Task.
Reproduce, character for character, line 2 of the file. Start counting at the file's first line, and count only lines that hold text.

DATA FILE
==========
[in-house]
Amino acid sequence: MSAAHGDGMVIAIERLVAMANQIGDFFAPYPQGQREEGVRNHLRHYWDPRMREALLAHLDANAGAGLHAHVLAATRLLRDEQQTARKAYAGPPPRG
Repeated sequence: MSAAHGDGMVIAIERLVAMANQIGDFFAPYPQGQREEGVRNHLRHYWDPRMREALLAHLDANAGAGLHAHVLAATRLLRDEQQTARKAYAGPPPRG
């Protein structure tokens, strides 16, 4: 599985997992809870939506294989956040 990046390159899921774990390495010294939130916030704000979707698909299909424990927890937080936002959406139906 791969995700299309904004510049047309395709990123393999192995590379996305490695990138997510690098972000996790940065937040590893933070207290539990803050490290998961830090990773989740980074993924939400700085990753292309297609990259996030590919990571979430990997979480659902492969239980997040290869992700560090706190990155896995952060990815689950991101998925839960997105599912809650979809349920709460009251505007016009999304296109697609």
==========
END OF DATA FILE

Amino acid sequence: MSAAHGDGMVIAIERLVAMANQIGDFFAPYPQGQREEGVRNHLRHYWDPRMREALLAHLDANAGAGLHAHVLAATRLLRDEQQTARKAYAGPPPRG